Tommy gets to explain “the curse of thorn.” Basically, sacrifice one family to the demon represented by Thorn to save the tribe. Michael was supposed to sacrifice his family...

Minor quibble: what about Michael’s parents? Did they not count in this sacrifice?

Major quibble: why kill everyone else? why go around stalking people, showing up to scare people first, then giving them a little time to get away, before you kill them? You can’t really protect the rest of the tribe if you somewhat randomly kill its members.

The thing is, Michael is cruel. He is not an emotionless killer. Case-in-point: his murder of Jamie. He stalks her, he catches her, and he shoves her onto whatever that piece of farming equipment is. Then, she tells him he can’t have the baby, and he steps to the side and turns on the machinery to basically grind up her insides. It’s unnecessary. But, he does it anyway. After he kills Beth, he not only leaves her in the bed, he pulls the blanket over her so it looks like she’s asleep, and he hides Tim under that blanket. He props up bodies to be discovered, the only real purpose of which is to scare people. Basically, I think it’s fair to say Michael enjoys this. Sure, the cult and the Thorn curse is behind it, but Michael is just fine with what he’s got to do and what he gets to do.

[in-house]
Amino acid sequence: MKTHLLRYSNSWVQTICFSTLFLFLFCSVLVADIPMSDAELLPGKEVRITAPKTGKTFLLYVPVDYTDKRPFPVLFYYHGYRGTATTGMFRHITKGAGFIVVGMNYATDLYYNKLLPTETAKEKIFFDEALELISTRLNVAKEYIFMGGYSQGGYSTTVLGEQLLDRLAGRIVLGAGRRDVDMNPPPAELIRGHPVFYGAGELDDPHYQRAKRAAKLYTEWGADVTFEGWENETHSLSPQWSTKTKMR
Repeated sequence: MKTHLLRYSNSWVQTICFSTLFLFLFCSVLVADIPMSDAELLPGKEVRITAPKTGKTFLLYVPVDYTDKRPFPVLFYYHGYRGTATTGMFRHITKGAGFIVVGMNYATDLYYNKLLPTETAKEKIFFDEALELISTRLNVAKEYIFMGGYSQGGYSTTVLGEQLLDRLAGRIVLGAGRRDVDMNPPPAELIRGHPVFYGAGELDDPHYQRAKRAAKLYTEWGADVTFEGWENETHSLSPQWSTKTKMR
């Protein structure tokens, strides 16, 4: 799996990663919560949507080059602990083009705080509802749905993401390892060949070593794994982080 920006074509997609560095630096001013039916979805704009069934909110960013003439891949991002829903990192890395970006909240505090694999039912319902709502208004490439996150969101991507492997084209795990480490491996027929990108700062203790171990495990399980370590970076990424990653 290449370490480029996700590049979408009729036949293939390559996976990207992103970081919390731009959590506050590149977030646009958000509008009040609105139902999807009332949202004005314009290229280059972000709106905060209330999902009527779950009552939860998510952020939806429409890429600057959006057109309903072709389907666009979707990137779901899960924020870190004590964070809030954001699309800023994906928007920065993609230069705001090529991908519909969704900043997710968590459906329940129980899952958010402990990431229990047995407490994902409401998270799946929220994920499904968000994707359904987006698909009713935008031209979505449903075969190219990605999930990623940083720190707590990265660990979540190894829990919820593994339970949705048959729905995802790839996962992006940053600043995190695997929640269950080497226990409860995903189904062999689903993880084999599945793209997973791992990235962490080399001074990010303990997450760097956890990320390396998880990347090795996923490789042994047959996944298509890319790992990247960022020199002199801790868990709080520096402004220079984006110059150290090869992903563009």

Dr. Wynn, though played by three different actors, does appear in the original Halloween as well as 5 before being revealed here as the silver-tipped boots guy from 5 and (apparent) leader of the Cult of Thorn.